We can already meet customers efficiency needs by storing and retrieving data more intelligently than the brute force hardware vendors. As such, I don't think NetApp is starving for a tiering solution. We haven't created the same siloed problem that tiering will fix.

Alex McDonald

No, that's fine, I'm still up.

I think you answered your own question. How it does it shall remain sooper seekrit. Actually, I don't know how it does it in detail, since I'm not a WAFL engineer. I have a much smaller brain than Eric Hamilton or Peter Corbett, two of our chief WAFL architects, some of whose papers and patents you may have run across in your research.

What I do know is that any blocks pointed to by inodes can be remapped onto any other block on any other drive in any other RAID group. As Mike pointed out, that's how we do dedupe -- and much other magic now and in the future.

I think I've also explained why PAM-II is a read-only cache; WAFL doesn't need a write cache beyond NVRAM.

Lastly, Georgens may be right about storage tiering. But he didn't say it because there's something inherent in WAFL that makes it difficult.

Thanks for the opportunity to explain. Still like the photo, btw.

marc farley

Good answers Alex, Sooper Seekricy is acceptable. Glad we didn't "blunt-object you into submission" today!

Chuck Hollis

Sorry for wading in. And I am no expert.

Have you noticed that you don't end up mixing drive types in an aggregate? AFAIK they all have to be exactly the same.

That would, for example, prevent you from inserting a single flash drive (or two) and using it intelligently. Or mixing FC and SATA and placing the data intelligently.

My sense is that WAFL is not aware of individual drive characteristics, and can't intelligently exploit them. It wants a big pool of homogeneous disks to do its stuff.

Simple, yes. But every approach has its limitations.

My two cents ...

-- Chuck

marc farley

Chuck, you are always welcome to wade in - no apologies necessary. I suspect you are correct about their volumes needing homogeneous pools. The business of PAMs doesn't add up to me. There is something else there, but it might take awhile to find out.

Alex McDonald


You're right. Currently, all drives have to be of the same type in an aggregate.

@Marc; back to PAM-II cards. In WAFL, writes are cheap but reads are more expensive. Hence, large cache for read, and none for write. There's actually a NetApp SPECsfs benchmark that shows this; here's a link to a good blog about it. http://blogs.netapp.com/extensible_netapp/2009/08/shed-a-tier-with-pam-ii-an-alternative-to-emc-fast.html. It's by Chuck's old friend Kostadis.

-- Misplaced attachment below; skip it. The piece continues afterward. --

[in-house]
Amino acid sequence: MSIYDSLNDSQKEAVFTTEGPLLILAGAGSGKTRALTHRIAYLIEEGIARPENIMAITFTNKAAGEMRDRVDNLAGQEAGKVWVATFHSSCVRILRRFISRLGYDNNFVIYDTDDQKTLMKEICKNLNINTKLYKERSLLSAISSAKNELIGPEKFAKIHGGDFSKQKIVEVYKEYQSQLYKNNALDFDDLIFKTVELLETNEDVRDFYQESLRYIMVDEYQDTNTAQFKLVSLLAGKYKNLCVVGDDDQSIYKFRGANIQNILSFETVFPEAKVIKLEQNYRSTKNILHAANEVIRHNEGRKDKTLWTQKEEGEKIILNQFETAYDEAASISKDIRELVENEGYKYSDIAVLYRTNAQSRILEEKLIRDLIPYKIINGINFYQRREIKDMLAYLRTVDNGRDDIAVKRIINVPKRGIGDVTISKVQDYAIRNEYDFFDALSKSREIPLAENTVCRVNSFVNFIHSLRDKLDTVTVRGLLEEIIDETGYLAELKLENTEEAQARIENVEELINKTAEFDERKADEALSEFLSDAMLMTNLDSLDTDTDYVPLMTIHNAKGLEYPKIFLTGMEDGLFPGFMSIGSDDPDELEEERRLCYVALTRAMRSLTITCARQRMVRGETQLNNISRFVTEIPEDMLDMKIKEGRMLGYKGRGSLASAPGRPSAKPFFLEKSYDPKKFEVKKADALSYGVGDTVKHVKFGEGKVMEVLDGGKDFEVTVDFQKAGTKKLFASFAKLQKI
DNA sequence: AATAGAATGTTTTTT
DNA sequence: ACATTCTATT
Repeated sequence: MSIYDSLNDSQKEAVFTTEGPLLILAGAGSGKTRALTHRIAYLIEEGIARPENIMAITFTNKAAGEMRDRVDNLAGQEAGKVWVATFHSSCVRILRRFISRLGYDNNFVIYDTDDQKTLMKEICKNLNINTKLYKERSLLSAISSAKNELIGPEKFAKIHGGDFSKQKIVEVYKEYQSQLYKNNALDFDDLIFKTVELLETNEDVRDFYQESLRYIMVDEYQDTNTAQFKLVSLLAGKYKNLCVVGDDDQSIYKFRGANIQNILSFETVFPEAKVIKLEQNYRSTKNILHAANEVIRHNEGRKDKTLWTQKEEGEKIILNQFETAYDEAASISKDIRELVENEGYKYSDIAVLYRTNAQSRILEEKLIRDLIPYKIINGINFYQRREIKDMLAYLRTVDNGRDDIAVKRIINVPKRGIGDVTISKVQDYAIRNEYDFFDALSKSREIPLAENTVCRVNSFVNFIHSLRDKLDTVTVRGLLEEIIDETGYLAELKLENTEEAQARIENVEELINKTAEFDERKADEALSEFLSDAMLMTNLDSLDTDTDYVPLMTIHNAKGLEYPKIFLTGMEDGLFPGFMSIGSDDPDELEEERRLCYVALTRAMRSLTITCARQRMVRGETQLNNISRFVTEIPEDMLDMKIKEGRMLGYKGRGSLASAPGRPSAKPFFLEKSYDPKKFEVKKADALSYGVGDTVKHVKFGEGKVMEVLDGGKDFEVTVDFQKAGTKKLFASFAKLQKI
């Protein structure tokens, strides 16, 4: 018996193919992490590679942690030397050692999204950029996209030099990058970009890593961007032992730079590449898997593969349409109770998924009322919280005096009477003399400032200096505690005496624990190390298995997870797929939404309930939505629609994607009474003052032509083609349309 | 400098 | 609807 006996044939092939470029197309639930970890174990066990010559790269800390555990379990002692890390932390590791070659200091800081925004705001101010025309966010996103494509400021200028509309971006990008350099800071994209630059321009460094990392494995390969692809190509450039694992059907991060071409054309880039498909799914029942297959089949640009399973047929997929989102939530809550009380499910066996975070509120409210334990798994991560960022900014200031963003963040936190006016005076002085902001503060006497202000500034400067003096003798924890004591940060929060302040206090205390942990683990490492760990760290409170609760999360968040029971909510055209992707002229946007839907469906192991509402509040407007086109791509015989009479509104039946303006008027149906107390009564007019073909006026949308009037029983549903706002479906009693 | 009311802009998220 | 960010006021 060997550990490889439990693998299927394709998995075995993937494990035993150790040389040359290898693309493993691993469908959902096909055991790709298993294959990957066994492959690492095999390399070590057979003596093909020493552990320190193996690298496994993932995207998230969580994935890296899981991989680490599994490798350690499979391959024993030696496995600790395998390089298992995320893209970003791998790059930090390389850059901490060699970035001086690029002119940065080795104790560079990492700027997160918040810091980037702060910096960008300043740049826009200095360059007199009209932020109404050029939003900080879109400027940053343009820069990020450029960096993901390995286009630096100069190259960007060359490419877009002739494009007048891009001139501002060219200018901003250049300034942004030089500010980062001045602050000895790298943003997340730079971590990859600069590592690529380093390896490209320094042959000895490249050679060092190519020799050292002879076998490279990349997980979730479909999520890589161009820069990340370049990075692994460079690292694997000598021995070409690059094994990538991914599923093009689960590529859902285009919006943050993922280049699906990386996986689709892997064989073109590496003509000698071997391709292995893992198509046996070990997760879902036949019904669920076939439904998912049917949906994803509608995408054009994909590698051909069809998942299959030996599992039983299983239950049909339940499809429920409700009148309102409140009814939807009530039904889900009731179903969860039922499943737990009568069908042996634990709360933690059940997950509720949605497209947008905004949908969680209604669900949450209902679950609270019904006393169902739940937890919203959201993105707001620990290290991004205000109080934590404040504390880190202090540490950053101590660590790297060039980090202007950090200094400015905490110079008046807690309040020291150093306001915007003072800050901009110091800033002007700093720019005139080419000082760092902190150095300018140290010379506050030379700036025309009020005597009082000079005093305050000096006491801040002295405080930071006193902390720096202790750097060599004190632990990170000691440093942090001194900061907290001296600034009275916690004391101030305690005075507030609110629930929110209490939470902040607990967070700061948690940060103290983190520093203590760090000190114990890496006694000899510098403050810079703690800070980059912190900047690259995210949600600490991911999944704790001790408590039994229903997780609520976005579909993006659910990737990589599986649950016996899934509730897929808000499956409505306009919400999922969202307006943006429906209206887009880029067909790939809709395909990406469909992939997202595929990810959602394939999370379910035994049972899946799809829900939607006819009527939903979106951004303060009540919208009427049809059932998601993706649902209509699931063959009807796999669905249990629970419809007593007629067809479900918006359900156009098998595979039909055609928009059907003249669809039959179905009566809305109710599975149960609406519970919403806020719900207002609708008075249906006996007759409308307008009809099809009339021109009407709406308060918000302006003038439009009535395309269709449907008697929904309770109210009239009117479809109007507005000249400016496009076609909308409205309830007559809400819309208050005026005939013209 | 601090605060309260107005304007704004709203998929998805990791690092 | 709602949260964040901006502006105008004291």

Mike Riley

You can mix drive types in an aggregate and there may be good use cases for these types of aggregates for NetApp customers. We haven't taken that off the table. However, it's not a technical limitation of WAFL.

I don't know how super secret all this stuff is. You can find the basics in this 2008 Usenix paper by NetApp engineers: http://www.usenix.org/event/usenix08/tech/full_papers/edwards/edwards_html/.

When we were dealing with what we called "Traditional Volumes" we used direct block mappings. When we introduced Flexible Volumes in ONTAP 7.0 (released in 2004) we introduced a logical construct - that block abstraction layer you were asking about - between the aggregate and the data container, a FlexVol. This virtualization layer (also called a level of indirection in the whitepaper) allows you to seamlessly introduce storage features dependent on virtualized storage such as (but not limited to) thin provisioning, cloning, deduplication. This level of indirection has also served as the basis for EMC's research into CBFS. It shouldn't be a foreign concept to EMC readers but as EMC begins to introduce this concept into their own products, I suspect we'll hear a campaign along the lines of "WAFL done right." Regardless, we already have a virtualization layer inside of ONTAP and have for years now. It's not a technical gating factor.

As far as accessing the blocks of data, it's important to note that WAFL stores metadata in files. There are block map files, inode files, etc. WAFL can find any piece of data or metadata by simply looking it up in these cross-indexed files. The index has a tree structure to it as Alex mentioned. This tree structure is rooted in something we call a vol_info block (like a superblock). As long as it can find the vol_info block, it doesn't matter where any of the other blocks are allocated on disk.

WAFL is also "RAID aware" which is somewhat unique but for more on how, why and WAFL integration of RAID-DP, I will point you to the Usenix paper of the year in 2004 written by Peter Corbett and colleagues: http://usenix.org/events/fast04/tech/corbett.html. So, having a RAID-aware virtual storage system is not a technical gating factor.